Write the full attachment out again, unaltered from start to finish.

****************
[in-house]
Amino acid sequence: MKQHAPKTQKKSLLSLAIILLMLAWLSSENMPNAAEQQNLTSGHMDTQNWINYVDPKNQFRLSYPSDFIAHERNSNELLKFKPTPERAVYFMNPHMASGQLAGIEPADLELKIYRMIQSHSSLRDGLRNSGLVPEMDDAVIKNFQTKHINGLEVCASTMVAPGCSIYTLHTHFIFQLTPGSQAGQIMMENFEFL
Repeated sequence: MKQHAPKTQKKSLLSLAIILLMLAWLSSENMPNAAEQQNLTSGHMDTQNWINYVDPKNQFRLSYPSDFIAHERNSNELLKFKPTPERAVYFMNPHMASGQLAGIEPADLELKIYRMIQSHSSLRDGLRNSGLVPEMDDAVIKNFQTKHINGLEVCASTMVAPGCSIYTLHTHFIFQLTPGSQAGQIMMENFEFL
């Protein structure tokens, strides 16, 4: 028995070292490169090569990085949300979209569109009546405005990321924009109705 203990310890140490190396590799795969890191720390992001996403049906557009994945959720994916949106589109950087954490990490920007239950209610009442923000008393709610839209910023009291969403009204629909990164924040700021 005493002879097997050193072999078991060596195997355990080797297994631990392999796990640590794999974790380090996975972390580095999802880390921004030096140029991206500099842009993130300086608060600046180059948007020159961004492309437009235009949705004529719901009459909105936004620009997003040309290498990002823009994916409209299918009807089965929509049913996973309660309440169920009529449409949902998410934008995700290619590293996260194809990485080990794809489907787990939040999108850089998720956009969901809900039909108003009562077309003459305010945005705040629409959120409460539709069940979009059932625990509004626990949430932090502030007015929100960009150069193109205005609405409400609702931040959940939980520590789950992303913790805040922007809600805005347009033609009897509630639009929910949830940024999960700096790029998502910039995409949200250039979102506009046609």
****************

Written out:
[in-house]
Amino acid sequence: MKQHAPKTQKKSLLSLAIILLMLAWLSSENMPNAAEQQNLTSGHMDTQNWINYVDPKNQFRLSYPSDFIAHERNSNELLKFKPTPERAVYFMNPHMASGQLAGIEPADLELKIYRMIQSHSSLRDGLRNSGLVPEMDDAVIKNFQTKHINGLEVCASTMVAPGCSIYTLHTHFIFQLTPGSQAGQIMMENFEFL
Repeated sequence: MKQHAPKTQKKSLLSLAIILLMLAWLSSENMPNAAEQQNLTSGHMDTQNWINYVDPKNQFRLSYPSDFIAHERNSNELLKFKPTPERAVYFMNPHMASGQLAGIEPADLELKIYRMIQSHSSLRDGLRNSGLVPEMDDAVIKNFQTKHINGLEVCASTMVAPGCSIYTLHTHFIFQLTPGSQAGQIMMENFEFL
């Protein structure tokens, strides 16, 4: 028995070292490169090569990085949300979209569109009546405005990321924009109705 203990310890140490190396590799795969890191720390992001996403049906557009994945959720994916949106589109950087954490990490920007239950209610009442923000008393709610839209910023009291969403009204629909990164924040700021 005493002879097997050193072999078991060596195997355990080797297994631990392999796990640590794999974790380090996975972390580095999802880390921004030096140029991206500099842009993130300086608060600046180059948007020159961004492309437009235009949705004529719901009459909105936004620009997003040309290498990002823009994916409209299918009807089965929509049913996973309660309440169920009529449409949902998410934008995700290619590293996260194809990485080990794809489907787990939040999108850089998720956009969901809900039909108003009562077309003459305010945005705040629409959120409460539709069940979009059932625990509004626990949430932090502030007015929100960009150069193109205005609405409400609702931040959940939980520590789950992303913790805040922007809600805005347009033609009897509630639009929910949830940024999960700096790029998502910039995409949200250039979102506009046609």